Tuesday, February 4, 2014

The Imminent Death of Brick And Mortar


I first walked into a K-Mart store sometime in the mid-sixties.  There was the blue light flashing for a fuzzy toilet lid cover and bath rug and you could smell the popcorn chugging away in their big popping machine.   The store inventory was then made up of cheap Japanese products, China still dormant under Mao, and producing nothing but mass graves.  We all thought K-Mart was the "cat's meow" as they handily beat the predominant retailer, Sears.  

Then, in the West, came White Front, another discount store laden with cheap knock offs, ten cent hot dogs and plastic doggie doo.  They lasted less than a decade before going belly up.  K-Mart was on her last legs as well.  Only the rapidly declining Sears company saved them from extinction.

And we can now see Walmart slowly going down the drain.  Just now Walmart is swirling around the old toilet bowl, stubbornly fighting the final flush…but old Sam Walton's pride and joy is not long for this world.  For the past year Walmart has announced a decline in sales, quarter after quarter.  Oh, it'll hang on for a few more years, just as K-Mart has, for fat trailer house wives in distressed spandex and hunters in red check woolen shirts coming in for their guns and ammo.  But Walmart is done for, at least as we have known it.

Sound the death knell as well for Sears-Kmart, Best Buy, Barnes and Noble, Target Stores and Toys R Us.  The future of American retail all rests with the internet.  Obama or his liberal successors will soon have gas at $10 bucks a gallon and the minimum wage at $15 dollars an hour, (adjusted higher for inflation) and the brick and mortar stores will die a miserable, slow death.  

Instead, what we'll see are the Amazons and Zappos and the other internet retail giants,  building warehouse centers where the customer can have the item shipped, or can walk into the warehouse, ala Costco and pick up the items they order.    Sam's Clubs will be the only remnants of Walmart's once mighty chain of stores.  

If you want to keep that investment account growing stay away from retailing and short sell both the retailers and the Real Estate Investment Trusts that invests in retail properties…there's gonna be a lot of retail ghost towns within the next decade.

Ironically, some of the new shopping malls may survive…but only if they cater to the kids.  They'll have to people those malls with gaming retailers, movie theaters, ratty jeans shops, fast food restaurants, and if the pot legalization continues, perhaps a toking station.  

So, if you think you might miss those "roll back" signs, if you're a big fan of distressed spandex, if you like your "Sam's choice" cola, you might want to visit a Walmart store pretty damn quick….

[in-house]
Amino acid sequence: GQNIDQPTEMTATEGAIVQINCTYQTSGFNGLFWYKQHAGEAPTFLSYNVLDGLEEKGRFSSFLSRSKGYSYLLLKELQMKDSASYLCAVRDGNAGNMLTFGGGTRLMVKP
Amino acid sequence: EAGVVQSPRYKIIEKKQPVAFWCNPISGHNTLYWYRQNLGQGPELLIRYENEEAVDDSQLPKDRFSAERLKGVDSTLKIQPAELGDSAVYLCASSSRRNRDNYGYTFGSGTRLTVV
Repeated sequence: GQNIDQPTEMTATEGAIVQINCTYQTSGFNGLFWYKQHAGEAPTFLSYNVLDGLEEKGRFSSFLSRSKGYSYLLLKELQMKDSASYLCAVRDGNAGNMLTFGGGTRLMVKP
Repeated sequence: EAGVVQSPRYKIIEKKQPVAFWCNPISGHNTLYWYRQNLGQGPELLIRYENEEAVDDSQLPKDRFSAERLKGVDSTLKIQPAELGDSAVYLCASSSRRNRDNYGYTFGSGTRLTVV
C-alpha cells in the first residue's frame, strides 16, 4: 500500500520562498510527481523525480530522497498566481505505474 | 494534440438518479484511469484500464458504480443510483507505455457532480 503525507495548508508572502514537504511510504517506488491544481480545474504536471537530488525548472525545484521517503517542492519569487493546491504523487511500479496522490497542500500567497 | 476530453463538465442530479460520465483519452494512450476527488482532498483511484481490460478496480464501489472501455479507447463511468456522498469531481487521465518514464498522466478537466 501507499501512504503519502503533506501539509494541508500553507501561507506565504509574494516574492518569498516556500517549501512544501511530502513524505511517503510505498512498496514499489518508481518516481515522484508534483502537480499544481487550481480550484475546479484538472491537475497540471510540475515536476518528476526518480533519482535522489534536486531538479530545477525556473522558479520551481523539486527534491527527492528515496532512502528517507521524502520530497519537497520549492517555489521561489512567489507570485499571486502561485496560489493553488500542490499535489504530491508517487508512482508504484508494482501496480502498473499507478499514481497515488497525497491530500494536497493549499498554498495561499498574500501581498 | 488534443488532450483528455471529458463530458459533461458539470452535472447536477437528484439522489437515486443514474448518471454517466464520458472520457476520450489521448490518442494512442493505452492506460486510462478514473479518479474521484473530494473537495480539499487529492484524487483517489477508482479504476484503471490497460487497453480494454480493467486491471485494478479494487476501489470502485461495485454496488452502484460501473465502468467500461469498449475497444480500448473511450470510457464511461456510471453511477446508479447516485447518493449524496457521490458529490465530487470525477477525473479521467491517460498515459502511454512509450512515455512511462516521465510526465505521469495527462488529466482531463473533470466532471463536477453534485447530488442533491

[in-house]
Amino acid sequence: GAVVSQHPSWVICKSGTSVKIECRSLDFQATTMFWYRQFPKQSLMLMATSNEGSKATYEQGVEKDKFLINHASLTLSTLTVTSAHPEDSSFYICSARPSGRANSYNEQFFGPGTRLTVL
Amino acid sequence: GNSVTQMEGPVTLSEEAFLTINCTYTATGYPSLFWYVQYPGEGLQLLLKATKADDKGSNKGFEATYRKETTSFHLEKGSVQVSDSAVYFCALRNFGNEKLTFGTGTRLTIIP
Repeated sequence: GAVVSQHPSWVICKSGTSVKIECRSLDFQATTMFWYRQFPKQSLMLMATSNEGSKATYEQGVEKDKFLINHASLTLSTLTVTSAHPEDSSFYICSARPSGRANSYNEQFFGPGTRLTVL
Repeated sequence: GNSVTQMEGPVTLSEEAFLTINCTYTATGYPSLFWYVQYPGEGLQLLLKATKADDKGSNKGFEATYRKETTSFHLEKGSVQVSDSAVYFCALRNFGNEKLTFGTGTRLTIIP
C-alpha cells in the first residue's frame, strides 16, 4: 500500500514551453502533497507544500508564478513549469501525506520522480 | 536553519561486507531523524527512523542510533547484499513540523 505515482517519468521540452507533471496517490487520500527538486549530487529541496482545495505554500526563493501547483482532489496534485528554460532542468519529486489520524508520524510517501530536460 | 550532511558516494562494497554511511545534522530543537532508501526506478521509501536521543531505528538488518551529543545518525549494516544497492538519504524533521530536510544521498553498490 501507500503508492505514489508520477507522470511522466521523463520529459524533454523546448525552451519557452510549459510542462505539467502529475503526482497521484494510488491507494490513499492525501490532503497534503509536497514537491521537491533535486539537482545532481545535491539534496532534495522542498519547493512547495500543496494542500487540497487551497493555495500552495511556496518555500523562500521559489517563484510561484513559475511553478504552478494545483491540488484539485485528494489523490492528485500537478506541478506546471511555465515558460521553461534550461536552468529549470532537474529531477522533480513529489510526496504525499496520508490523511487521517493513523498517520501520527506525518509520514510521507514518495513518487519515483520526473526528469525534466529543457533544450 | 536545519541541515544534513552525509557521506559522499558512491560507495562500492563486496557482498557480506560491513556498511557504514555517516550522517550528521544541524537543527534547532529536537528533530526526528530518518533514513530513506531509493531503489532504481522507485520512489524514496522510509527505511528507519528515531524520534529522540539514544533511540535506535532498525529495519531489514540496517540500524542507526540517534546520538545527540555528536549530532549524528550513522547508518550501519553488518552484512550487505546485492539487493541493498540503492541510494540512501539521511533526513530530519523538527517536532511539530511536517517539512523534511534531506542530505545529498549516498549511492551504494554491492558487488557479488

Note:  Stay tuned for a later blog on why brick and mortar schools will also disappear from the American scene.


Craig said...

Could this all be part of the goal to centralize population centers as the U.N. Agenda 21 policy? Time to reject the u.n. and remove them from our soil.

A Modest Scribler said...

don't think so, Craig,…just basic economic trends.

Anonymous said...

I've noticed Walmart has been looking less clean and more "ghetto" as the years pass, but I would never have guessed they're hurting sales wise. You'd never think so considering you can never park anywhere NEAR the place when you go it's so crowded. I prefer Fry's personally, and only use Walmart about twice a month for bulk pet food, but it's always a pain getting in and out of there. I thought they were going to put everyone else out of business? What happened to that?

A Modest Scribler said...

Anon, next time you go into one of those Superwalmarts, take a look at the customer demographics….what you'll find is far more customers in the grocery section (three times more?) than you'll find in the dry goods section.

And even the grocery customers are calling for price matches from Walmart on all of Fry's, Safeway and Albertson grocery sales, which cuts Walmart's margins even more. I think the only way Walmart survives is to go smaller and concentrate on the grocery trade (cause we all still have to eat).

BTW, I don't see Walmart as offering any real food bargains…since i shop when something is on sale I find a wider selection of items at lower prices at Fry's…I don't think Walmart has ever really embraced the fine points of food marketing.

A Modest Scribler said...

BTW, this are the latest figures for Walmart's net income. Look at how dramatically it has dropped in less than a year: READ THE FIGURES BACKWARDS, FROM 1ST QUARTER TO 4TH BEING LISTED FIRST…THAT'S NEARLY a 2 billion dollar decline in profits.

Net Income Applicable To Common Shares 3,738,000 4,069,000 3,784,000 5,606,000